We had our final exam yesterday and one of the questions was to find out the value of:

∫∞0lnx1+x2dx

Interestingly enough, using the substitution x=1t we get – −∫10lnx1+x2dx=∫∞1lnx1+x2dxand therefore ∫∞0lnx1+x2dx=0I was curious to know about the theory behind this interesting (surprising even!) example.

Thank you.

**Answer**

When I see an 1+x2 in the denominator it’s tempting to let θ=arctan(x) and dθ=11+x2dx. When you do that here the integral becomes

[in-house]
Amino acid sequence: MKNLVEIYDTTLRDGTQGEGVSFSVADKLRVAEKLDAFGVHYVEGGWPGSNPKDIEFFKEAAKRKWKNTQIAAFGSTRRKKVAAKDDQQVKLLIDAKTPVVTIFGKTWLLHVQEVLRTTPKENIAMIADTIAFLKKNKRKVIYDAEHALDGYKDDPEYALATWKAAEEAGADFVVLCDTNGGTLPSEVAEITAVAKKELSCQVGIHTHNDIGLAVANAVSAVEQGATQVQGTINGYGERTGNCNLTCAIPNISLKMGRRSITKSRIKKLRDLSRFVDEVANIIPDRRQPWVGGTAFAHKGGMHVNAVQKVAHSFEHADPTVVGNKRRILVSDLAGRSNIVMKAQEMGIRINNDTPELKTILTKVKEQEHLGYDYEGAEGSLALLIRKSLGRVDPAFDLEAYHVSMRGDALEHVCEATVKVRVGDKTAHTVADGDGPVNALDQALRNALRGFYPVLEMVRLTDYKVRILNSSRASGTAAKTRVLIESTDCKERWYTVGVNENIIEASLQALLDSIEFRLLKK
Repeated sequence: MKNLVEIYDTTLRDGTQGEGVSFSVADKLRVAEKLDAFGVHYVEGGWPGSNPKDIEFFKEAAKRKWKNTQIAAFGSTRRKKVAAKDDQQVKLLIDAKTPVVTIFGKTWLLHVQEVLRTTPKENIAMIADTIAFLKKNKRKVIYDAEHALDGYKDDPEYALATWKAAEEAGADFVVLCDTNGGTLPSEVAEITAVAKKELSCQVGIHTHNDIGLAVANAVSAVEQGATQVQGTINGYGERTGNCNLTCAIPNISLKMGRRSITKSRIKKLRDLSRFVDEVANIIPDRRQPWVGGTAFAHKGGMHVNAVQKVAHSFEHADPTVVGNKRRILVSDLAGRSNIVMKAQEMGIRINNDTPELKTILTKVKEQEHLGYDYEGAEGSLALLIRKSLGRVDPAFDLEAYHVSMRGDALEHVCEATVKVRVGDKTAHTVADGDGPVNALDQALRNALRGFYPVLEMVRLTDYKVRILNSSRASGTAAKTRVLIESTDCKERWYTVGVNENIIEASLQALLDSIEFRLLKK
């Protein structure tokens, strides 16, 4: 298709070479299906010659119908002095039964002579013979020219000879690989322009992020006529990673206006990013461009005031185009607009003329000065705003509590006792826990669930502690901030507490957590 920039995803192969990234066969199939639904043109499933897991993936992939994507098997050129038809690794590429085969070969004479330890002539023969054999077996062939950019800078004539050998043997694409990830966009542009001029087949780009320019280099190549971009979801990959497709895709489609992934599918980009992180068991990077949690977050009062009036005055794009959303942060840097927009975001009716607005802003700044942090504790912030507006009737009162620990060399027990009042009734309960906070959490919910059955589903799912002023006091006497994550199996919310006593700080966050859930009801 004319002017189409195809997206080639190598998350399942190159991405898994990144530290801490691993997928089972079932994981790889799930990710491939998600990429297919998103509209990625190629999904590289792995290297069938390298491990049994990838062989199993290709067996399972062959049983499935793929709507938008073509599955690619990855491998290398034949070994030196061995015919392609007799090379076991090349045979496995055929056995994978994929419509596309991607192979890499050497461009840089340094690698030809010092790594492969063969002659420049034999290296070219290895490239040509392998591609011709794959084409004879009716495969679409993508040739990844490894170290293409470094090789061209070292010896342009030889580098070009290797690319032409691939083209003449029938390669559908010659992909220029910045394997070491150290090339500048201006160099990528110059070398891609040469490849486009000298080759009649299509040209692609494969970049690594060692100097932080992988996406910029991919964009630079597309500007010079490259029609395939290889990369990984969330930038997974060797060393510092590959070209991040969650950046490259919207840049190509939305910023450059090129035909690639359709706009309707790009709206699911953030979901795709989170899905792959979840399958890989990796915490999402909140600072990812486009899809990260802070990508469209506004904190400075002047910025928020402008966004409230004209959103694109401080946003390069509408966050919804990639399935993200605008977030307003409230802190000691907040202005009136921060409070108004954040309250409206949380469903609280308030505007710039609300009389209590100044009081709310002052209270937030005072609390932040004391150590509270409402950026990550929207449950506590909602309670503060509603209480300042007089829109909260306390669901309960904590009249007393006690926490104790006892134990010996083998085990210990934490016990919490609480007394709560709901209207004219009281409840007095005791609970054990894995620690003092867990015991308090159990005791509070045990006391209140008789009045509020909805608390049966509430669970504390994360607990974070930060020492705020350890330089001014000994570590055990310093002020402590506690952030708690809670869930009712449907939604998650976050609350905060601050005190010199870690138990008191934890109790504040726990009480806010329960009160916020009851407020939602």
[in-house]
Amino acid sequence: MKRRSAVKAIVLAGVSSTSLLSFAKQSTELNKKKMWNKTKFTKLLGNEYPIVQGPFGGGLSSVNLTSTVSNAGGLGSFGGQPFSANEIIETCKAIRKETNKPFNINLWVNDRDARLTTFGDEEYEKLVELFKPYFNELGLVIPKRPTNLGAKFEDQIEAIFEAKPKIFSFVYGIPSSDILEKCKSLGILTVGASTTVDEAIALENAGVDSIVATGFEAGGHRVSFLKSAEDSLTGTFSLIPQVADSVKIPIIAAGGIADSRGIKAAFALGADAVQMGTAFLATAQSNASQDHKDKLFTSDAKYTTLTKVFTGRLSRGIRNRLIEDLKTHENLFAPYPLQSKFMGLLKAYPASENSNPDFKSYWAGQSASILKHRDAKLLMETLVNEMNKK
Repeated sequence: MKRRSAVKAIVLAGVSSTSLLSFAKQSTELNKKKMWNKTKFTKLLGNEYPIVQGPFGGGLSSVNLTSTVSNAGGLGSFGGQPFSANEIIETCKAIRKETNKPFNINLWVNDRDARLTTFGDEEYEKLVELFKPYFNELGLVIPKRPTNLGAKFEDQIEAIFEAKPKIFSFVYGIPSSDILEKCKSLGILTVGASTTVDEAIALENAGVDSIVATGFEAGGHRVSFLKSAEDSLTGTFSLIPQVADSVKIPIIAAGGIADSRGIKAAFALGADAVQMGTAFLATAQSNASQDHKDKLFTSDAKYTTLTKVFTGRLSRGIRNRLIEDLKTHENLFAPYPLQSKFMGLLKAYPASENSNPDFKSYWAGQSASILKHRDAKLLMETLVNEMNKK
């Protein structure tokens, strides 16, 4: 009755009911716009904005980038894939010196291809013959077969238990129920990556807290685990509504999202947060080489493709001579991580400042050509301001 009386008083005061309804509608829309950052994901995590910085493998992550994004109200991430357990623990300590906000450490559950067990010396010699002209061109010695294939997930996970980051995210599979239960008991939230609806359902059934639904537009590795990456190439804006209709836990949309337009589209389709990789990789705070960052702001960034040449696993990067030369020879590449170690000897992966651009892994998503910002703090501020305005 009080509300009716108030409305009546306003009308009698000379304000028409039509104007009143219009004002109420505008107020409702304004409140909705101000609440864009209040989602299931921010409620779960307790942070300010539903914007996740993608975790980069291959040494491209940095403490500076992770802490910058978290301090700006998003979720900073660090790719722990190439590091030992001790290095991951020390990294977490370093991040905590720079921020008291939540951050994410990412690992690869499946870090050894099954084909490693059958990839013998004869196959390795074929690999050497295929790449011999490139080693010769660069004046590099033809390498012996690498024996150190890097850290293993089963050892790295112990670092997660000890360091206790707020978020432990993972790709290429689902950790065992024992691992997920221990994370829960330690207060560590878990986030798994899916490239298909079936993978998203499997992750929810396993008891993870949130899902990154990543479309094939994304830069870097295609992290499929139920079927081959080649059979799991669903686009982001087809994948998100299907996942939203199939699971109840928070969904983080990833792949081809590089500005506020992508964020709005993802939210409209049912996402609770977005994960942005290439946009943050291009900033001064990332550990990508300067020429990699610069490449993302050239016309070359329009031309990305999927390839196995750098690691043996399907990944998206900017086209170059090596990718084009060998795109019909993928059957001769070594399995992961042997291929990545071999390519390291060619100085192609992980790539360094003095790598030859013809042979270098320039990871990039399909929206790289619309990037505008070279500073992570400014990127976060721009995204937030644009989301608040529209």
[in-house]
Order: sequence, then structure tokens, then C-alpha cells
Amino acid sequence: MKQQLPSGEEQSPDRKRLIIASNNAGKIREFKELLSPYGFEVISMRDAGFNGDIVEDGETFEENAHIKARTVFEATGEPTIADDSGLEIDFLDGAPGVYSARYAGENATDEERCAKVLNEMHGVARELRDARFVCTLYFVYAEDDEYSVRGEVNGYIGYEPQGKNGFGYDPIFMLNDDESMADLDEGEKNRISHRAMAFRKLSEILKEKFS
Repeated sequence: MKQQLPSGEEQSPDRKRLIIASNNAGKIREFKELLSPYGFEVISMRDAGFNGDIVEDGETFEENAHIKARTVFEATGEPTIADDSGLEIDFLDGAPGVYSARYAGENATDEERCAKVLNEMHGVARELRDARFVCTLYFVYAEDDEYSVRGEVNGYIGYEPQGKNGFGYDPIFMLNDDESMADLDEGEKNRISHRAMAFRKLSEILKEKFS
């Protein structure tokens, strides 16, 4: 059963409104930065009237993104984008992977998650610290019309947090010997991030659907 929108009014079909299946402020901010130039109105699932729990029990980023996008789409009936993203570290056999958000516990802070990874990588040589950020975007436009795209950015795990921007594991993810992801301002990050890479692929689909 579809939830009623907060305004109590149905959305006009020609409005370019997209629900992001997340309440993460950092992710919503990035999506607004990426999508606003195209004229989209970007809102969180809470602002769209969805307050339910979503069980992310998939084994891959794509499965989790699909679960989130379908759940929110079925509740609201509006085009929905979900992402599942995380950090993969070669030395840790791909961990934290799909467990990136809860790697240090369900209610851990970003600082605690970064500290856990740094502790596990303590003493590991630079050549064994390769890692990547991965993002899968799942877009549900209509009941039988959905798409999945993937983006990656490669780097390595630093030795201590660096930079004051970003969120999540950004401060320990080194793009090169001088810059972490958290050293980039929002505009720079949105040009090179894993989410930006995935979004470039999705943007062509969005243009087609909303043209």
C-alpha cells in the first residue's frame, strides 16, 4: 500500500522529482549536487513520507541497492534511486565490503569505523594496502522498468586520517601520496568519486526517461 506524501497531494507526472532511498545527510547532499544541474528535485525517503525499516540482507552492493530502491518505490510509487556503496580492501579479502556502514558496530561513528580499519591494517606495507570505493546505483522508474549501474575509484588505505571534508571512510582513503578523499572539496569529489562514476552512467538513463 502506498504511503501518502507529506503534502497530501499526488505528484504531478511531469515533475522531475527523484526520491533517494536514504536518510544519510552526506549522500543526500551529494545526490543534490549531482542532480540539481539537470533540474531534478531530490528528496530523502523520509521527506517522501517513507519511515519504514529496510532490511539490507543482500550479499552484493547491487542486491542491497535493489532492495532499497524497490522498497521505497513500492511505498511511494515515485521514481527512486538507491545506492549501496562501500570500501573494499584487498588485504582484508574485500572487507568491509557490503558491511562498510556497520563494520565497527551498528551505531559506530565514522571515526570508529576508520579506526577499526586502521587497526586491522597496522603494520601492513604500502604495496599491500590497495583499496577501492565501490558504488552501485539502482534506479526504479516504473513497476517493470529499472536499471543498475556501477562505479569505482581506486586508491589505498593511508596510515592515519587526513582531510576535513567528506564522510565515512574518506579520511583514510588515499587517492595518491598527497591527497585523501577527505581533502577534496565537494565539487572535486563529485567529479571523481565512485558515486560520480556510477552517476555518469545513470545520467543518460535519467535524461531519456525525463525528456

∫π20ln(tan(θ))dθ

=∫π20ln(sin(θ))dθ−∫π20ln(cos(θ))dθ

The two terms cancel because cos(θ)=sin(π2−θ).

Also, if you do enough of these, you learn that doing the change of variables from x to 1x converts a dx1+x2 into −dx1+x2, so it becomes one of the “tricks of the trade” for integrals with 1+x2 in the denominator. An example: show this trick can be used to show that the following integral is independent of r:

∫∞0dx(1+x2)(1+xr)

**Attribution***Source : Link , Question Author : Amihai Zivan , Answer Author : Zarrax*